Water Quality Division
Blue Thumb Program
Volunteer Data Interpretation
Caston Creek: CR 149
Caston Creek: CR 149
SW SW NW
N 94° 45’ 58.62” (34.96628)
W 94° 45’ 6.78” (-94.75188)
Written by Courtney Brown
Caston Creek is located in the Southeastern part of Oklahoma in LeFlore County. The site is at the low water bridge on Harmon Road in Wister, Oklahoma. It is in the Arkansas Valley ecoregion. This site is surrounded by farms, housing, cattle, and a road. The land that drains into Caston Creek at the monitoring site is about 25 square miles.Caston Creek is very wide and deep. From a fish’s perspective there are lots of places to hide in the water. The water in this creek is fairly muddy, but it has a very relaxing flow. There are lots of trees on the banks that shade the edges of the water. The creek is surrounded by fields full of cattle and a house on a hill. The habitat at Caston Creek is not quite as good as the high quality reference sites for the ecoregion.
A fish collection was performed at Caston Creek and found a total of 73 fish of all different types and sizes (17 different species.) There were six kinds of sunfish which included Bluegill sunfish, Longear sunfish, Redear sunfish, Spotted bass, White crappie, and a sunfish hybrid. There were two kinds of darter/benthic fish which include Orangethroat darter and a Log perch. There are several long-lived fish which are a Longnose gar and Redhorse sucker. There are two intolerant species; Bigeye shiner and Redhorse sucker. The fish collection at Caston Creek is 73% as good as the average high quality stream in the Arkansas Valley ecoregion which gives it a C on the grade scale. The C means that the intolerant and sensitive species of fish are rare or absent.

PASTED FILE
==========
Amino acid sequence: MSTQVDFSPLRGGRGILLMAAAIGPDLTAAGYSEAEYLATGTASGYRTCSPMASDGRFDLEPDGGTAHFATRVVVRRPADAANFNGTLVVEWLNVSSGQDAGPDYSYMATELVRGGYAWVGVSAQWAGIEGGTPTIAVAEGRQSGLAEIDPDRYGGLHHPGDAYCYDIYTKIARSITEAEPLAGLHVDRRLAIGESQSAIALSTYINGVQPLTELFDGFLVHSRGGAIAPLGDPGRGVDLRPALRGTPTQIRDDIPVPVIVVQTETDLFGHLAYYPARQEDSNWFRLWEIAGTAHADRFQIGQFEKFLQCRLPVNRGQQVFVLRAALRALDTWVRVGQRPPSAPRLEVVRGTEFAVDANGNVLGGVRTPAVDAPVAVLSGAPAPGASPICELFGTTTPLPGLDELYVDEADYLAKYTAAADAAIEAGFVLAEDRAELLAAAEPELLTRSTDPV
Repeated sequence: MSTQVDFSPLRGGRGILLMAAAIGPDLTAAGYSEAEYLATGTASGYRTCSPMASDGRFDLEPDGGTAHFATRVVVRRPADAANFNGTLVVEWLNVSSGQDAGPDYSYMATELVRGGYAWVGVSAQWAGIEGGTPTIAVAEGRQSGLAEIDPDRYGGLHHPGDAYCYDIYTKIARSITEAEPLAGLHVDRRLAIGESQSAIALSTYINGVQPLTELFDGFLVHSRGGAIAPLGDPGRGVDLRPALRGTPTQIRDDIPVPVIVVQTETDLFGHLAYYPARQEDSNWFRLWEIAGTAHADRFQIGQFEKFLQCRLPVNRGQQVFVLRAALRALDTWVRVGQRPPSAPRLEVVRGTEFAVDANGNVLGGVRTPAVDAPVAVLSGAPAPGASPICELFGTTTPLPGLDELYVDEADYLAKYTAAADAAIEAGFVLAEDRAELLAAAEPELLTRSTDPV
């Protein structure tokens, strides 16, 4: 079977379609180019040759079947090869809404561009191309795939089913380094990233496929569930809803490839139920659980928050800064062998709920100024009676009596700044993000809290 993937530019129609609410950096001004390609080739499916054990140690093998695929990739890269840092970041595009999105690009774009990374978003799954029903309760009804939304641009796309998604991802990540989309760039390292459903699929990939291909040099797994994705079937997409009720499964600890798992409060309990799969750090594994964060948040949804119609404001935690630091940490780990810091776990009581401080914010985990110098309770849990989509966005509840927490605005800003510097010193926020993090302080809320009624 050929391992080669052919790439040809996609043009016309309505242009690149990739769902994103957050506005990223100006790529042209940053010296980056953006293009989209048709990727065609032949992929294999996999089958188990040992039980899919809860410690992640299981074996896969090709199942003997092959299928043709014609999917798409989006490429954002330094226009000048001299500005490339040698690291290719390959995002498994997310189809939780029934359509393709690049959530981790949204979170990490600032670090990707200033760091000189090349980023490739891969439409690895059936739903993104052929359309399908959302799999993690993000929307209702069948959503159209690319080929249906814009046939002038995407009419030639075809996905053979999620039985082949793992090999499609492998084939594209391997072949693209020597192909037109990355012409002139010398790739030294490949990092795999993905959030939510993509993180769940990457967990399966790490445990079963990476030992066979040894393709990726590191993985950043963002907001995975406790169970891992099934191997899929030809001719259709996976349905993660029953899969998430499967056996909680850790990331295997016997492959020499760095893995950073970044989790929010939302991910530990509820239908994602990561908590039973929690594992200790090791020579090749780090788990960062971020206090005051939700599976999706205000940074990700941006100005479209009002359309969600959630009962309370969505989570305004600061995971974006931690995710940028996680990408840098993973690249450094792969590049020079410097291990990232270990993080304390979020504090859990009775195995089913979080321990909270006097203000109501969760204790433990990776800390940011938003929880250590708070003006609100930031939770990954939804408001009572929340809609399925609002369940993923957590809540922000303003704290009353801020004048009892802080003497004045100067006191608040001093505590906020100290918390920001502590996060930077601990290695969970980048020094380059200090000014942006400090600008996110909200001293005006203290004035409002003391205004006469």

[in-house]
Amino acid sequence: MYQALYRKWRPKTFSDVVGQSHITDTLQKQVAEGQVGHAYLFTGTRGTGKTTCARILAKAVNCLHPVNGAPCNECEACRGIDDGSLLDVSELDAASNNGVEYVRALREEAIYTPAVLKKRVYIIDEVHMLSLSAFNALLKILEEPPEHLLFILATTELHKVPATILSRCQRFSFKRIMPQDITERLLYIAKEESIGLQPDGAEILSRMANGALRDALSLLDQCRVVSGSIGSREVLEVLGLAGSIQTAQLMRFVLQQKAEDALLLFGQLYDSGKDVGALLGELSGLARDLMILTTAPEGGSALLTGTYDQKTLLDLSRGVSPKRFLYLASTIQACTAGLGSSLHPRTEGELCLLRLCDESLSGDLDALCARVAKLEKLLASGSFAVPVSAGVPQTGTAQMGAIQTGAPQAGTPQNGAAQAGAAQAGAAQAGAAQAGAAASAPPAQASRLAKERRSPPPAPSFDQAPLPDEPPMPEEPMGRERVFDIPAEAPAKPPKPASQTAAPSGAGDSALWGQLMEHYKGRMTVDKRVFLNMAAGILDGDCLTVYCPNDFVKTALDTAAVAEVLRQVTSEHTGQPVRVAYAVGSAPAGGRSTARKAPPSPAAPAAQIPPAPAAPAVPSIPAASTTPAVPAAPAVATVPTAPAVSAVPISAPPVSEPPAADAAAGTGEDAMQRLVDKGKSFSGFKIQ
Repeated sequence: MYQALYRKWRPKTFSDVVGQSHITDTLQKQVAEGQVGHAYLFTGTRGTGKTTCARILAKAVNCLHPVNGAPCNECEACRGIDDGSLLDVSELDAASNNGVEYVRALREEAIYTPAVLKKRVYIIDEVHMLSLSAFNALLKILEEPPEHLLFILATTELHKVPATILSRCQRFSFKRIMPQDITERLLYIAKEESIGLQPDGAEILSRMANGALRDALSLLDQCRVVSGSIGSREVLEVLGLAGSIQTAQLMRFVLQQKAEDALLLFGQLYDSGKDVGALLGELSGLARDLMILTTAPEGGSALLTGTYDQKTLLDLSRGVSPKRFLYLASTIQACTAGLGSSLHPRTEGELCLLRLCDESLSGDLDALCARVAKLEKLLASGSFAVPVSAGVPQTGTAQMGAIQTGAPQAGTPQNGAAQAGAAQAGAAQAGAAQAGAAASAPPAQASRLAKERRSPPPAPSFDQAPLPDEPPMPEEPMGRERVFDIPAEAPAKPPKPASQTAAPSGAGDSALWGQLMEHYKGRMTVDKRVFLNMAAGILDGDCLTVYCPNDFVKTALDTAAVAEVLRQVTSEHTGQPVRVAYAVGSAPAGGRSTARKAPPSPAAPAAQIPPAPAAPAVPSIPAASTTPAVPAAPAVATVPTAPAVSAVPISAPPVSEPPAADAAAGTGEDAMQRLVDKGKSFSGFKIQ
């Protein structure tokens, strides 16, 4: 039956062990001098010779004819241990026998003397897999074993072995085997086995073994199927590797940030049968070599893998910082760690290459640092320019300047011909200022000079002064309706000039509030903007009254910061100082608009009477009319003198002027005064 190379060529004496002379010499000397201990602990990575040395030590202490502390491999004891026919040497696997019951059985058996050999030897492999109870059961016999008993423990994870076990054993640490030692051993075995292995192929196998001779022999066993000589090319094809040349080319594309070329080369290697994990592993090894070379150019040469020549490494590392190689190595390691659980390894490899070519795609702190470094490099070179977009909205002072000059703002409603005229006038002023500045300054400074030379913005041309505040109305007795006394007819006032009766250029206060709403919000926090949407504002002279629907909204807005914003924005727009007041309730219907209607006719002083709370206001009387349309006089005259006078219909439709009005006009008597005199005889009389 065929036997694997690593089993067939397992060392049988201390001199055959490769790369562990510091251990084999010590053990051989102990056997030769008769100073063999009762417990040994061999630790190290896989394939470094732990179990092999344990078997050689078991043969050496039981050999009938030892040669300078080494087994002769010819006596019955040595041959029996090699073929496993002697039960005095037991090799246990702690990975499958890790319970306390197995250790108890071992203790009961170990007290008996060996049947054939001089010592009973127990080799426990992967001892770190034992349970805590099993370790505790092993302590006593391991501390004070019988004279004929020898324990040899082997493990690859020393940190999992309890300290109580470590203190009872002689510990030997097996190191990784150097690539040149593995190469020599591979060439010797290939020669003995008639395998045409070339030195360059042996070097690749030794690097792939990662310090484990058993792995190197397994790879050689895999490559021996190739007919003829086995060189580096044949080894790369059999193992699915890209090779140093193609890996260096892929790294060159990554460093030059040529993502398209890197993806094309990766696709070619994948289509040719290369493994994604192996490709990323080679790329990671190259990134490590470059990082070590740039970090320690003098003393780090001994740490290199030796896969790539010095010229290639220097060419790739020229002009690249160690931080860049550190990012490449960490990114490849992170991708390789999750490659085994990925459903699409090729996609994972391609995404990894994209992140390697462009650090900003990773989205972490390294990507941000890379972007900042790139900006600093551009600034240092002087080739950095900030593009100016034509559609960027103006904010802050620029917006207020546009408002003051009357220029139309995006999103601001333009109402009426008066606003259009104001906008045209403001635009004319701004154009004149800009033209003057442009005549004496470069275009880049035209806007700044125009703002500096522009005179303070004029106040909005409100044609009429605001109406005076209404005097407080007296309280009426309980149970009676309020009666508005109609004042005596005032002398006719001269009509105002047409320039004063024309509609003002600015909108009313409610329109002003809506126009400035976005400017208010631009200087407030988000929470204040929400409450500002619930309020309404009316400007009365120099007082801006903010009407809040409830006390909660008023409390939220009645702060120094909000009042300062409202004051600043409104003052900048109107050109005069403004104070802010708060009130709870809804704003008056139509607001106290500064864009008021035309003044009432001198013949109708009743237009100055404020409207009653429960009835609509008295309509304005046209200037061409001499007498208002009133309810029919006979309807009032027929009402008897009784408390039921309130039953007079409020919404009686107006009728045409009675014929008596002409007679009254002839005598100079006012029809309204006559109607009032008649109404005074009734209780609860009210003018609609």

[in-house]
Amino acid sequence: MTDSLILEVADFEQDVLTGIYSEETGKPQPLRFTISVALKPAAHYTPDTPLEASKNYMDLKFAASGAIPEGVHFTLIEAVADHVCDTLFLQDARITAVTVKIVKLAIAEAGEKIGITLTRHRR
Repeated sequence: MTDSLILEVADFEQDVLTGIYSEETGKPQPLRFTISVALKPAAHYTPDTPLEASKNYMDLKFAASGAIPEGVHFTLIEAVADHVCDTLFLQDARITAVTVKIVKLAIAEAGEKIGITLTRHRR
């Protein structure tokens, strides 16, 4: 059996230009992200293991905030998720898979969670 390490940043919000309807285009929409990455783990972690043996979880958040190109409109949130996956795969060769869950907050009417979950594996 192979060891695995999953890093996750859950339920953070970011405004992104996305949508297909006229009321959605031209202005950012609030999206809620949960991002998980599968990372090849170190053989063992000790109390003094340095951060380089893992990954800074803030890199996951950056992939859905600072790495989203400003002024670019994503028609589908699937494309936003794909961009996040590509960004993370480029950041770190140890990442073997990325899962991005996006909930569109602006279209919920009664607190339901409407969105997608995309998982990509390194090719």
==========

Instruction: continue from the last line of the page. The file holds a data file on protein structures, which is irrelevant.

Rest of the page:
A summer bug collection was also performed at Caston Creek in 2007. When compared with the high quality reference streams, it is missing one sensitive taxon. The biggest difference is that 16% of the sample in Caston is sensitive while 60% of the bugs in the reference streams were sensitive. In addition 54% of the sample was made up of one taxon of caddisfly so the sample was not as diverse as the reference streams. The bug collection from Caston Creek is 71% as good as the average of the best creeks in the Arkansas Valley. It was graded a B.
Caston Creek has been tested chemically once a month since October 25, 2006. It is tested for water temperature, dissolved oxygen, oxygen saturation, pH, nitrate, ammonia, orthophosphate, and chloride. The oxygen saturation is normally high but can drop to a level that is dangerous and caution must be taken if it drops to a low level. The reason the oxygen can drop to the dangerous level is because the water is very slow moving and pooled. The pH level normally stays at an average of 7.5. The nutrients nitrogen and phosphorus have been very low every time the creek has been tested (usually below the detection levels of the tests.) The median chloride value is 10 mg/L Cl (also very low.)
At Caston Creek during the summer of 2007-2008 the water was tested six times for bacteria. E. coli has to be below four-hundred colony forming units per 100 mL water to safely go swimming. On July 14, 2008 the E. coli was tested and it was 1400 CFUs/100 mL.
The monitoring site on Caston Creek is located on Harmon Road in Wister, Oklahoma. Many other creeks and rivers run into Caston Creek. The habitat is not as good as the average of high quality creeks in the Arkansas Valley ecoregion, but it is not horrible. Many fish live in this water source. There are also many different bug species. Many sensitive fish and some sensitive bugs are missing from the collections from this creek. At this creek the oxygen level is normal but can drop into a caution level. This creek’s nutrient level is low and the pH and chloride are average. Bacteria, particularly E. coli, is occasionally high enough that you should not swim in the creek. It is possible that the proximity of cattle to the creek is the reason. Caston Creek, based on the average, is a pretty healthy creek.